Why You Should Conduct Lessons Learned After Each Proposal
On Monday, I had the pleasure of presenting a webinar to the APMP Maple Leaf Chapter. In this webinar, I dissected six key tactics to help improve your win rate. These tactics include:
- Applying a thorough strategy in the opportunities pursued
- Starting pursuits earlier to gain an understanding of the customer and competitive landscape
- Documenting the intelligence gained from the capture or sales stage
- Applying rigor in the bid decision process
- Making your proposals easy to score
- Conducting lessons learned so you can understand where you are doing well and where you need to improve.
In this week’s article, I do a deep dive into one of those critical tactics: conducting lessons learned.
Conducting Lessons Learned
Conducting lessons learned is a critical part of the business development lifecycle because it helps companies to understand where they are excelling and where they can improve. This is why following each proposal submission, it’s so important for the team to capture lessons learned. So that the experience is fresh in everyone’s mind, it’s best for each member of the proposal team to document their impressions or thoughts, both good and bad, within the first week after submission. Sample questions you might ask include:
- Was the proposal development schedule reasonable and realistic? Why or why not?
- Were any bottlenecks or major issues? If so, what were they? How could we potentially mitigate these in the future?
- Did the team work well together? If not, how could we have improved the team dynamic?
- How effective was communication among the team? What went well? What could have been improved?
- Did any unexpected problems occur during proposal development? If so, what were they? How could we potentially mitigate these in the future?
- Did we stay within our B&P budget? If not, how could we have done better?
- What worked best during the capture and proposal effort?
- What areas require some improvement?
A useful way to gather and analyze this data is to send a survey out to each proposal team member using an automated tool. This can help teams to more easily collate and analyze the survey results.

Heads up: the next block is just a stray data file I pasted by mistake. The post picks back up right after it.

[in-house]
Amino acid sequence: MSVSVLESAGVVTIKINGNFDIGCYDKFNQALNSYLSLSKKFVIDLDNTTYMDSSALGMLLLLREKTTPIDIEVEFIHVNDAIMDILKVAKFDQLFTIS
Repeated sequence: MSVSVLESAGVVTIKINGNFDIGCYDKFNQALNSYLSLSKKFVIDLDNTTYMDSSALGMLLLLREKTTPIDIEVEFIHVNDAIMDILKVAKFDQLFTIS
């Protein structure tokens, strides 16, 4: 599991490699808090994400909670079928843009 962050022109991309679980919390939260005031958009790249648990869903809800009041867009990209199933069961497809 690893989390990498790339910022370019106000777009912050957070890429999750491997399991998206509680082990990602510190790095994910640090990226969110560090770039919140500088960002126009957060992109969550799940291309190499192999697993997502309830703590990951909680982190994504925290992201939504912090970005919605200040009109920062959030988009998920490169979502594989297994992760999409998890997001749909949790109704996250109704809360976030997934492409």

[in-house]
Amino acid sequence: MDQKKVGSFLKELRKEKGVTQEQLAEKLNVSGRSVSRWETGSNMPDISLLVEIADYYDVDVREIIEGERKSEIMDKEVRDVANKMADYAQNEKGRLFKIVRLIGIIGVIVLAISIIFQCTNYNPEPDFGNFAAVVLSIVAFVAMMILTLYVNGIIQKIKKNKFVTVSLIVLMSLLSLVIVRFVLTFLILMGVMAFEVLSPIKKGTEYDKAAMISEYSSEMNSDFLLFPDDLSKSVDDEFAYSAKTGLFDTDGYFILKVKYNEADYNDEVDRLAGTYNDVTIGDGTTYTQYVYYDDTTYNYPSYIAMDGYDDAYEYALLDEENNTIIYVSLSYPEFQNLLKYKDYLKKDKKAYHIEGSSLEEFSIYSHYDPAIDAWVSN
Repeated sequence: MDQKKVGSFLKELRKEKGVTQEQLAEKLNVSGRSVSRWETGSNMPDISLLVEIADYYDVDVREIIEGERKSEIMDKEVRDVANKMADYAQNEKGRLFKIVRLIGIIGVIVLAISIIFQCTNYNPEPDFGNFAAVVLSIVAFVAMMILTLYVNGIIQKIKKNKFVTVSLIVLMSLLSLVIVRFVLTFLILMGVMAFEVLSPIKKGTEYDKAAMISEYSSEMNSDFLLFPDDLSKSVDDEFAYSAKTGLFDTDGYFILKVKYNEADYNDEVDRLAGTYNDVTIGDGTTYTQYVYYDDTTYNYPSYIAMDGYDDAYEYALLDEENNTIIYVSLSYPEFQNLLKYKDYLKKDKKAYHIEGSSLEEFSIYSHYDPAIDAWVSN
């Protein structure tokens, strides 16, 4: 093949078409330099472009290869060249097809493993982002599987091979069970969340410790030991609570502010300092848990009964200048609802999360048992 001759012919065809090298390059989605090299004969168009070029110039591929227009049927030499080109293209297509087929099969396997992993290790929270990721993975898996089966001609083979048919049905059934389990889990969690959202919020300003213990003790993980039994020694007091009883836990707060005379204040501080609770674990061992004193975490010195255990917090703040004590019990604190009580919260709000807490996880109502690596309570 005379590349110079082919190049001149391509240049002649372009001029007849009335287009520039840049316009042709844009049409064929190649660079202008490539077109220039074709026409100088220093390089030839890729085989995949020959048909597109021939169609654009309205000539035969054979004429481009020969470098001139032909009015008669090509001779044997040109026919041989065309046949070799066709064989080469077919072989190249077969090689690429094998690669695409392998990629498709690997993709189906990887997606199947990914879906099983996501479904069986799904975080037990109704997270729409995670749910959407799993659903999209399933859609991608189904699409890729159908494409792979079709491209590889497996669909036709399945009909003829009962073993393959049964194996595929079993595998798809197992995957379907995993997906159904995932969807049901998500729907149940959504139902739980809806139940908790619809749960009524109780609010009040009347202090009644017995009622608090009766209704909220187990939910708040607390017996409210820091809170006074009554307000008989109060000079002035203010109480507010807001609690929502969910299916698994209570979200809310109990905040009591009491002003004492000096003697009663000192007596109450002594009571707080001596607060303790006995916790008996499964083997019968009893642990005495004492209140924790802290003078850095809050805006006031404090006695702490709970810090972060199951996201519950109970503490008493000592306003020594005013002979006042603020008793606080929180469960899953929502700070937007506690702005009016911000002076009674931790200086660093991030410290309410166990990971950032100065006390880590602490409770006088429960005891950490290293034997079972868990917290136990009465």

Once the survey results are back, the Proposal Manager should review these comments and prepare an After Action Report that details lessons learned and recommended actions. The Proposal Manager should share this After Action Report with the Proposal Team to ensure lessons learned are incorporated into future proposal efforts. Additionally, after the formal award, the team should conduct a formal Lessons Learned Session to document and share observations, opinions, findings, and conclusions—win or lose. By understanding where the team ran into roadblocks, as well as where the customer found issues in the response—the team can address those issues and improve the process and response on future proposal efforts. The team can also identify things that they are doing well and make sure that they continue to do those things!
Analyzing Trends and Updating Standard Operating Procedures (SOPs)
In addition to conducting lessons learned after each proposal response, it is helpful to analyze the trends of those lessons learned and After Action reports on an annual basis. As the year wraps up—either your corporate fiscal year or the calendar year—take a look at your lessons learned debriefs from the last year or so and analyze them for trends. Look at common themes and share those trends with your team. Understanding these trends will not only help you to improve in the areas that may need some work, it will also allow you to pinpoint the things that have enabled you to score well.
But don’t stop there. Use the findings from your lessons learned analysis to update your business development and proposal processes where necessary. If your internal surveys indicate you are consistently scrambling to produce and deliver your proposals, you might update your SOPs to start the production process earlier. If your customer debriefs consistently indicate a lack of customer understanding, you might scrutinize your capture process and add additional rigor surrounding the call plan execution. Continually updating your SOPs to address key shortfalls will help you to continue to improve performance and help you to win more efforts.
In this world of bids and proposals, we all certainly want to win more, and companies frequently hang their hats on their impressive win rates. However, there are so many factors that impact a company’s probability of win, and although I don’t feel like they shouldn’t be used as a company’s only measure of success, capture and win rates are great starting points for assessing the health of a business development organization. If you notice poor performance in any key areas as you conduct your lessons learned and/or reflect on trends at the end of each year, you can start to assess the reasons why you are not winning. This is why conducting lessons learned after each proposal—win or lose—is really so critical.
Written by Ashley Kayes, CP APMP
Senior Proposal Consultant, AOC Key Solutions, Inc. (KSI)LinkedIn
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